U.S. equities rallied in the final hour of trading to finish mixed after President Donald Trump's press conference appeared to be less ominous than what market participants may have expected leading up to the event, with tensions intensifying between the world's two largest economies as of late. A virtual discussion with Federal Reserve Chairman Jerome Powell also garnered attention, as the Chairman indicated the Main Street lending facility is within days of making its first loans. Economic data continued to illustrate the severe impact of the COVID-19 pandemic, as personal spending fell more than expected in April, the final read on consumer sentiment for May from the University of Michigan was revised lower and Chicago manufacturing activity hit lows not seen since the early 1980s. Treasury yields finished lower following Trump's comments as bond prices moved higher, the U.S. dollar was little changed and crude oil prices reversed to the upside, while gold also gained ground. In equity news, Salesforce.com issued disappointing guidance and Costco posted mixed results, while Williams-Sonoma topped sales estimates despite store closures for more than half the quarter. Europe finished solidly lower and markets in Asia were mixed.
The Dow Jones Industrial Average dipped 17 points (0.1%) to 25,383, while the S&P 500 Index rose 15 points (0.5%) to 3,044 and the Nasdaq Composite jumped 121 points (1.3%) to 9,490. In heavy volume, 2.4 billion shares were traded on the NYSE and 4.6 billion shares changed hands on the NASDAQ. WTI crude oil rose $1.78 to $35.49 per barrel and wholesale gasoline gained $0.05 to $1.08 per gallon. Elsewhere, the Bloomberg gold spot price advanced $13.19 to $1,731.52 per ounce, and the Dollar Index—a comparison of the U.S. dollar to six major world currencies—was flat at 98.34. Markets were higher for the week, as the DJIA rose 3.8%, the S&P 500 gained 3.0%, and the Nasdaq Composite increased 1.8%.
Salesforce.com Inc. (CRM $175) reported Q1 earnings-per-share (EPS) of $0.11, or $0.70 ex-items, versus $0.93 a year ago, and compared to the $0.69 FactSet estimate. Revenues grew 30.2% year-over-year (y/y) to $4.9 billion, roughly in line with expectations. The company's subscription and support revenues rose solidly, along with its professional services and other revenues. The company said the pandemic showed it that digital is an imperative for every company, and it is confident Salesforce will continue to accelerate as it brings its customers into the new normal. However, CRM issued Q2 guidance that was below the Street's expectations, while it lowered its full-year outlook. Shares were solidly lower.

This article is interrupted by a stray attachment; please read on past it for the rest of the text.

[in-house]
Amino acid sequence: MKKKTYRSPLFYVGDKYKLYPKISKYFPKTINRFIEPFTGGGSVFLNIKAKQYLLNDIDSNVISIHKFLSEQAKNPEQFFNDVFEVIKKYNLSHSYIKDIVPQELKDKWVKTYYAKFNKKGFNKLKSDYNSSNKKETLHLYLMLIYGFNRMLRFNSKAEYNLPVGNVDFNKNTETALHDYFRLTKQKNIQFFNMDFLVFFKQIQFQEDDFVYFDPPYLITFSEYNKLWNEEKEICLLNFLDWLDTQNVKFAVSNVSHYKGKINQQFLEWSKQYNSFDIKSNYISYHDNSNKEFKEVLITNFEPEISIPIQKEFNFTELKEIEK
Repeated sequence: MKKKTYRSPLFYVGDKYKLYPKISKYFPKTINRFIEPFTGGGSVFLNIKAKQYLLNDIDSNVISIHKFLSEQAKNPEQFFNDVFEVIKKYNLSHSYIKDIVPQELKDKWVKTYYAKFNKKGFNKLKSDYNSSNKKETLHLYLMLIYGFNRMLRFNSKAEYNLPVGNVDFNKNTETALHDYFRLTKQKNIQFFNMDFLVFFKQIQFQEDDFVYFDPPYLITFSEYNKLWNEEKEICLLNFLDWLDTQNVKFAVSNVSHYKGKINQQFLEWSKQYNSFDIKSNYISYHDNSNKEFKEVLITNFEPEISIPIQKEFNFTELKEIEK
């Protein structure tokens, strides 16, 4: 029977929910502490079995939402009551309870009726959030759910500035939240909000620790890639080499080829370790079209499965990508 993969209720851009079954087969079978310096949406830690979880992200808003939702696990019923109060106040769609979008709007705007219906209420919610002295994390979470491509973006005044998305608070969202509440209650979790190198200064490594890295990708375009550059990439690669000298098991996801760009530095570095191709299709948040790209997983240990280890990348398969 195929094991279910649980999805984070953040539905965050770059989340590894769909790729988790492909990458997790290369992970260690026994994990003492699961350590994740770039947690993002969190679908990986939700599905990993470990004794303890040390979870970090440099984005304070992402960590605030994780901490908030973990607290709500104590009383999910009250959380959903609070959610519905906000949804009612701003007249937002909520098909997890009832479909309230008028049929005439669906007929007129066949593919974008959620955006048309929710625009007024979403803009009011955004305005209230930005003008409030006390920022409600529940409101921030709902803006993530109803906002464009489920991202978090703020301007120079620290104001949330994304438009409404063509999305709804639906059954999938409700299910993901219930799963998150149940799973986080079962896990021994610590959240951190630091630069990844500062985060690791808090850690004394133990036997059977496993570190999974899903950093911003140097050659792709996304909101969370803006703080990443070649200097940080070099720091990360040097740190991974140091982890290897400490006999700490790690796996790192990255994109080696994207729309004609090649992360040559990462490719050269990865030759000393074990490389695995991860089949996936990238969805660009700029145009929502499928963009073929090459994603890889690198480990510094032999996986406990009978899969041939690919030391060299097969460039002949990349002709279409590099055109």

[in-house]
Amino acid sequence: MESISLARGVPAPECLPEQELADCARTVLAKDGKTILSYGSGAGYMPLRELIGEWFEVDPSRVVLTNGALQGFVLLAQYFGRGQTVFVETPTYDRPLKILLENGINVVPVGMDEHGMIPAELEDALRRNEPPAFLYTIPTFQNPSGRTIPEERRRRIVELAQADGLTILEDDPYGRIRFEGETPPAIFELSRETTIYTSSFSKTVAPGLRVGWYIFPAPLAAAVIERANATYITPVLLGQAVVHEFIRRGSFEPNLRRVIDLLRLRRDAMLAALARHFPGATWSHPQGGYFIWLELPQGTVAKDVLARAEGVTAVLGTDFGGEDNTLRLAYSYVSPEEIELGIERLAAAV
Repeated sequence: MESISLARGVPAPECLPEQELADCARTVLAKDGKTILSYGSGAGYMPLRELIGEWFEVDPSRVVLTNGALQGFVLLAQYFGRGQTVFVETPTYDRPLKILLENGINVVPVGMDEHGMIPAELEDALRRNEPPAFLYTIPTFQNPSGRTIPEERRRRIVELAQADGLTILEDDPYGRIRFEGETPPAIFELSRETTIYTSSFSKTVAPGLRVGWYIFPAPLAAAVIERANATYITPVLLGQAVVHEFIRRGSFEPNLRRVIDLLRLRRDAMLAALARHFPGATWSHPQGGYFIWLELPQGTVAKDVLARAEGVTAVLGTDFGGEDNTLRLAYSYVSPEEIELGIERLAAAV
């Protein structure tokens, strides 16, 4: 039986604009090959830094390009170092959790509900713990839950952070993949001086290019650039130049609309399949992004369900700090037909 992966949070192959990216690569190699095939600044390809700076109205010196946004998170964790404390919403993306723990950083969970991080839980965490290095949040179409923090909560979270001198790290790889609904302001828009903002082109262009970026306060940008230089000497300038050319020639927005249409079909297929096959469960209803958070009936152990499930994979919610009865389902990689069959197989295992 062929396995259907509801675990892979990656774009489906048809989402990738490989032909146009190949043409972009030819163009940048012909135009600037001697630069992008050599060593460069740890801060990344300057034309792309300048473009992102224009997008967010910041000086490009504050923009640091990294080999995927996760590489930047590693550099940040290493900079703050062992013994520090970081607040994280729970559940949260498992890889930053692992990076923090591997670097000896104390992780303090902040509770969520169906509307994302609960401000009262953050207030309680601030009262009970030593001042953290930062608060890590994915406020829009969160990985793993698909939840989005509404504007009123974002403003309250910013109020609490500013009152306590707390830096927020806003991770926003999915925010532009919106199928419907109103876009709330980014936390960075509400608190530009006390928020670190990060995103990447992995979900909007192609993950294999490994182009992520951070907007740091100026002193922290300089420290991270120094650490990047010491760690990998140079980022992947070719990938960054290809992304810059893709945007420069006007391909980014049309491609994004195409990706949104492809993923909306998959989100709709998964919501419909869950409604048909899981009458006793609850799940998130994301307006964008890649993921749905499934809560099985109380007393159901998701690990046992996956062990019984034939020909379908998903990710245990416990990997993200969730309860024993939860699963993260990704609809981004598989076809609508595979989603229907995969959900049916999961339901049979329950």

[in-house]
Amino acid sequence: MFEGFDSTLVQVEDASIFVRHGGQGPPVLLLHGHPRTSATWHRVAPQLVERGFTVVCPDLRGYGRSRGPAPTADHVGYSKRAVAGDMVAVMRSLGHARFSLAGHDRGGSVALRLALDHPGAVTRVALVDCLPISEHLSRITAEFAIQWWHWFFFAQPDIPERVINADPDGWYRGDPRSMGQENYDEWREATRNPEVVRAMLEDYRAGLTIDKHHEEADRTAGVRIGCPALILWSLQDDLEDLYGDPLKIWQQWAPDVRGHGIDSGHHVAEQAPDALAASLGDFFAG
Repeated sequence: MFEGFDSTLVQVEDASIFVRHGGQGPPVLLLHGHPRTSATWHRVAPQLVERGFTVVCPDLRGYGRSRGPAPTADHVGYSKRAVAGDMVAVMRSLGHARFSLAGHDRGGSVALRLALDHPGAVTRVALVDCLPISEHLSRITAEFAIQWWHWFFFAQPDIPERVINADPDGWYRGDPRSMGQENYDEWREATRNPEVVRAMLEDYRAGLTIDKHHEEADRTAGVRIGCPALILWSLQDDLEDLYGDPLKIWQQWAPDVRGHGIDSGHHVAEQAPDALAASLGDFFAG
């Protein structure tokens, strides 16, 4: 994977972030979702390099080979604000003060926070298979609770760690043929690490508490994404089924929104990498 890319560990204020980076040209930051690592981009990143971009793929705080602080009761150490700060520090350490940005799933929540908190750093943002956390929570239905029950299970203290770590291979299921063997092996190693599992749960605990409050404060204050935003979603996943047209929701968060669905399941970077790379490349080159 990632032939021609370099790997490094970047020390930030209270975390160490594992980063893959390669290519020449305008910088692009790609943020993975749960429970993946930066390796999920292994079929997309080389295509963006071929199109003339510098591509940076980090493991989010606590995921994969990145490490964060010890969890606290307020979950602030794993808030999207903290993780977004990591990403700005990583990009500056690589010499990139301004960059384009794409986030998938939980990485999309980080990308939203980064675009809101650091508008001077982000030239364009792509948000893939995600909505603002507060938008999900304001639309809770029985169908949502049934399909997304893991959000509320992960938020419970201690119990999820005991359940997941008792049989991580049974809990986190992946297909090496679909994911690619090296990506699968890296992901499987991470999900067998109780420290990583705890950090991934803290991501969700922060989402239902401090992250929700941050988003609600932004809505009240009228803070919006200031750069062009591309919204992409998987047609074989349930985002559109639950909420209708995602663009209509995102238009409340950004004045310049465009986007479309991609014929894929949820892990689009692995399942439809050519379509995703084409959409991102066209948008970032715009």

Costco Wholesale Corporation (COST $308) posted fiscal Q3 earnings of $1.89 per share, compared to the $2.05 a year ago, and versus the Street's forecast of $1.92. Revenues rose 7.3% y/y to $37.3 billion, above the projected $37.0 billion. Q3 same-store sales, including the impact of changes in gasoline prices and foreign exchange, increased 4.8% y/y, which was roughly in line with estimates. The company said its earnings were negatively impacted by incremental wage and sanitation costs related to COVID-19. Shares traded lower.
Williams-Sonoma Inc. (WSM $83) announced Q1 EPS of $0.45, or $0.74 ex-items, compared to the $0.81 a year ago, and versus the expected $0.04. Revenues were mostly flat y/y at $1.2 billion, above the projected $1.1 billion. Q1 same-store sales rose 2.6% y/y, including a 31.2% jump in e-commerce activity and despite having all of its 616 stores closed for more than half of the quarter, compared to the expected drop of 13.9%. The company said given the dynamic nature of the COVID-19 crisis and the continuing macroeconomic uncertainty that could impact performance, it is not providing guidance for fiscal year 2020. Shares rallied.
Social media companies were in focus after President Donald Trump signed an executive order aimed at reviewing a law that currently allows these companies to not be held liable for content that users post on their sites. Also, in an afternoon a press conference, President Trump announced that the U.S. will take measures to eliminate special treatment for Hong Kong as a result of what the President called China's "broken word" over the province's autonomy from the Asian nation. However, he did not indicate that the U.S. would pull out of the Phase-1 trade agreement reached earlier this year with China, appearing to ease investors' concerns for now. As well, Trump said the U.S. will terminate its relationship with the World Health Organization (WHO) amid events surrounding its handling of the COVID-19 pandemic.
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Personal income and spending data mixed, May consumer sentiment revised lower